Archive for August, 2010

Digital Technology at Congrès Internationale de Papyrologie

Thursday, August 19th, 2010

As noted here a few weeks ago, there is a remarkable number of panels on Digital Technology and the Tools of the Trade at the 26e Congrès international de papyrologie, which takes place this week in Geneva, Switzerland. Earlier this week I wrote to both the Digital Classicist and Papyrology lists asking if anyone was planning to blog or live-tweet these sessions. So far all that I’ve come across is:

If anyone else has or intends to blog the conference, or has notes on any of the technology sessions that could be turned into a short report, please post a link in the comments or get in touch.

Roman Republican Coins in the British Museum

Saturday, August 14th, 2010

New online catalogue of Roman coins at the British Museum.

A catalogue of the Roman Republican Coins in the British Museum, with descriptions and chronology based on M.H. Crawford, Roman Republican Coinage (1974) – this catalogue brings together over 12,000 coins. It aims to provide an introduction to the coinage, the history of the Museum collection and an aid to the identification of coin types.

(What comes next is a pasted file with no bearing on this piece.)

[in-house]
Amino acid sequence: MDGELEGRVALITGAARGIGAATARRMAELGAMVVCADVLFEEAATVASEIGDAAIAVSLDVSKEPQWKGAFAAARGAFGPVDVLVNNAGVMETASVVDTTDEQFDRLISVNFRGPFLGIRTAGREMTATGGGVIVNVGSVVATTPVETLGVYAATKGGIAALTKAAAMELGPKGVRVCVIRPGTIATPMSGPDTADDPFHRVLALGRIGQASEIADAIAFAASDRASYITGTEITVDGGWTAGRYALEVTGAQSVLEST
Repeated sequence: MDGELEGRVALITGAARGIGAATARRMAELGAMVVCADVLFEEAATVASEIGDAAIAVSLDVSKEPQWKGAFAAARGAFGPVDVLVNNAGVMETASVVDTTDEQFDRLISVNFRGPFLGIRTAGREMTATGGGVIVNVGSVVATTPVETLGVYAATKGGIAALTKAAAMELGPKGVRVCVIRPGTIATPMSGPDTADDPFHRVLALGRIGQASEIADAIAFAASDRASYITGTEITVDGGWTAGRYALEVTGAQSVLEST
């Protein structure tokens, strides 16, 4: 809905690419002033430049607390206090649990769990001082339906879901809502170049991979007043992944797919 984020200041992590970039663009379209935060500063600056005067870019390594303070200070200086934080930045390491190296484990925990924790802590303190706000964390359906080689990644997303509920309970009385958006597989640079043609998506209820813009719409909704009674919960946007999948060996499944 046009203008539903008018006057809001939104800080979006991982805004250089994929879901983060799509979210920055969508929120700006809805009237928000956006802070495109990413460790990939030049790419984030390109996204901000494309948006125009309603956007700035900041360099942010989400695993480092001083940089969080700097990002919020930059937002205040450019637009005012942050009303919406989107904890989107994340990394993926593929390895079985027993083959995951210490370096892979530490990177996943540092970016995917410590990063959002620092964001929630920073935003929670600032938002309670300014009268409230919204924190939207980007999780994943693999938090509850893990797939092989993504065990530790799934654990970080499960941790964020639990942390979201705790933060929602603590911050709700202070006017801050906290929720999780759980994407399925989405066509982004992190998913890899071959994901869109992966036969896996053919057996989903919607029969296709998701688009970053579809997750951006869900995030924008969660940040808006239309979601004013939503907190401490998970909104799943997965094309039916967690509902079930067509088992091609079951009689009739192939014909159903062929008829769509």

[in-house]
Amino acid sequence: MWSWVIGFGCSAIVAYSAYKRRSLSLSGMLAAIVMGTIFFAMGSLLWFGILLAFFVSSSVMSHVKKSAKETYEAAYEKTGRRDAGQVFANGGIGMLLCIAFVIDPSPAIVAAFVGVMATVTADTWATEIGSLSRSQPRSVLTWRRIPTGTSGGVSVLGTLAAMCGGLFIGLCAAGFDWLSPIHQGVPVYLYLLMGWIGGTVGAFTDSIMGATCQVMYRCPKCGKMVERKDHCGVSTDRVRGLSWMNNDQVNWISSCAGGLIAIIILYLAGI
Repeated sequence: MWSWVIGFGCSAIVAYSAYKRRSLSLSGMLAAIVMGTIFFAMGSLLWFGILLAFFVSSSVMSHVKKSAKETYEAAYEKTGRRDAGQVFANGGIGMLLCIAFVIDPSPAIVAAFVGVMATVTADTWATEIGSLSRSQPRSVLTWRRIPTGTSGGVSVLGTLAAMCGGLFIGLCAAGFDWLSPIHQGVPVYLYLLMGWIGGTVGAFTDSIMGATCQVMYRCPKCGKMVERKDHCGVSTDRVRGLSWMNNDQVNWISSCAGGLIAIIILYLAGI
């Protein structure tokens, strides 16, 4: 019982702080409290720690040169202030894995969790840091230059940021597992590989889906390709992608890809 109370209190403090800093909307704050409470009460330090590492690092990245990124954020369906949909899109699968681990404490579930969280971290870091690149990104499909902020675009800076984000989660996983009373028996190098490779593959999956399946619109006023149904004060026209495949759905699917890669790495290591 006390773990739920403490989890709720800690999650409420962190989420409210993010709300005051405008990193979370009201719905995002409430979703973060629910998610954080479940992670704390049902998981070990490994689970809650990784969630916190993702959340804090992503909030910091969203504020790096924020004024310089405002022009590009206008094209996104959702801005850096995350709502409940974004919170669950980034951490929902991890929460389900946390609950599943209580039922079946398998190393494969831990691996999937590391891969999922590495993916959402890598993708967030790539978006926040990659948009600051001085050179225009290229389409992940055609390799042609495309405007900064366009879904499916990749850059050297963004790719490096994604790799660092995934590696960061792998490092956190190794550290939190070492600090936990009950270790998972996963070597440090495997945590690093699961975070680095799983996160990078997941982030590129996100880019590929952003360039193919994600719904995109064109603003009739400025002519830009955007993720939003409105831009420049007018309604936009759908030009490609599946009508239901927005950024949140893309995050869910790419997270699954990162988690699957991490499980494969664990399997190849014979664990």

Entries are generated directly from our collection database and might change as Museum curators discover more about the objects. This format aims to provide a ‘living’ catalogue so its contents can be adapted to reflect current research.

Digitizing Cultural Heritage (British Museum, Sept 4, 2010)

Wednesday, August 11th, 2010

Digitising Cultural Heritage

British Museum: Stevenson Lecture Theatre.
Saturday 4th September 2010, 09:55 – 16:30

Digital technology has revolutionised modern work- and social life. It is also transforming cultural heritage management. The power to store, organise and distribute vast quantities of complex data makes possible today things that only 20 years ago were dreams. This study day brings together a selection of projects that embrace the potential of the digital world to broaden and enrich access to mankind’s shared cultural heritage.

The British Museum’s founding philosophy–free access for ‘all studious and curious Persons’–today means not just free entry to the museum in Bloomsbury, but also free access to the collection online. An increasing community of institutions and projects share this philosophy, and the past is no longer such a foreign country.

Programme:
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